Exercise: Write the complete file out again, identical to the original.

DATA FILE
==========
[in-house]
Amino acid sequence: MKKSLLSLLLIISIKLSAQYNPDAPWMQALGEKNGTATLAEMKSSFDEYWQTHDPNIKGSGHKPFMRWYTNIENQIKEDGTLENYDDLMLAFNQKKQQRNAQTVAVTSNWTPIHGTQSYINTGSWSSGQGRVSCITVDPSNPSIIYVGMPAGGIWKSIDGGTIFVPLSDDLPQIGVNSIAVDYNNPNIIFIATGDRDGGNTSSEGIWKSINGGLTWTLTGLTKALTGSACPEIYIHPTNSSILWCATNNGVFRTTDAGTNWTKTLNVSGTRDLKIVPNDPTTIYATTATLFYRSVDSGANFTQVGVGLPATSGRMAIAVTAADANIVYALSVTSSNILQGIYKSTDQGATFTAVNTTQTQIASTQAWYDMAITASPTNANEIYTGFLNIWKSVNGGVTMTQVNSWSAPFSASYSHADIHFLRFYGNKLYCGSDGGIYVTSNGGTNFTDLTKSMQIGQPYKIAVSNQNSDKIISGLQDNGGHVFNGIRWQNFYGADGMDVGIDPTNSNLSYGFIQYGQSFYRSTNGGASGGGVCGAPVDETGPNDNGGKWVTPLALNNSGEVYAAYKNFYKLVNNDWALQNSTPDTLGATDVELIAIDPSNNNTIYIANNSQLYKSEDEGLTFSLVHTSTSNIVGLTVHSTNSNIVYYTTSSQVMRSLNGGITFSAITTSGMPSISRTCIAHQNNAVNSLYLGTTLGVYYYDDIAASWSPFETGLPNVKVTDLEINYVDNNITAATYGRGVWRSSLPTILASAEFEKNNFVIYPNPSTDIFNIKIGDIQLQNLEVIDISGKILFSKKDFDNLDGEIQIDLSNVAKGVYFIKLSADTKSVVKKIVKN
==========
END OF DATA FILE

[in-house]
Amino acid sequence: MKKSLLSLLLIISIKLSAQYNPDAPWMQALGEKNGTATLAEMKSSFDEYWQTHDPNIKGSGHKPFMRWYTNIENQIKEDGTLENYDDLMLAFNQKKQQRNAQTVAVTSNWTPIHGTQSYINTGSWSSGQGRVSCITVDPSNPSIIYVGMPAGGIWKSIDGGTIFVPLSDDLPQIGVNSIAVDYNNPNIIFIATGDRDGGNTSSEGIWKSINGGLTWTLTGLTKALTGSACPEIYIHPTNSSILWCATNNGVFRTTDAGTNWTKTLNVSGTRDLKIVPNDPTTIYATTATLFYRSVDSGANFTQVGVGLPATSGRMAIAVTAADANIVYALSVTSSNILQGIYKSTDQGATFTAVNTTQTQIASTQAWYDMAITASPTNANEIYTGFLNIWKSVNGGVTMTQVNSWSAPFSASYSHADIHFLRFYGNKLYCGSDGGIYVTSNGGTNFTDLTKSMQIGQPYKIAVSNQNSDKIISGLQDNGGHVFNGIRWQNFYGADGMDVGIDPTNSNLSYGFIQYGQSFYRSTNGGASGGGVCGAPVDETGPNDNGGKWVTPLALNNSGEVYAAYKNFYKLVNNDWALQNSTPDTLGATDVELIAIDPSNNNTIYIANNSQLYKSEDEGLTFSLVHTSTSNIVGLTVHSTNSNIVYYTTSSQVMRSLNGGITFSAITTSGMPSISRTCIAHQNNAVNSLYLGTTLGVYYYDDIAASWSPFETGLPNVKVTDLEINYVDNNITAATYGRGVWRSSLPTILASAEFEKNNFVIYPNPSTDIFNIKIGDIQLQNLEVIDISGKILFSKKDFDNLDGEIQIDLSNVAKGVYFIKLSADTKSVVKKIVKN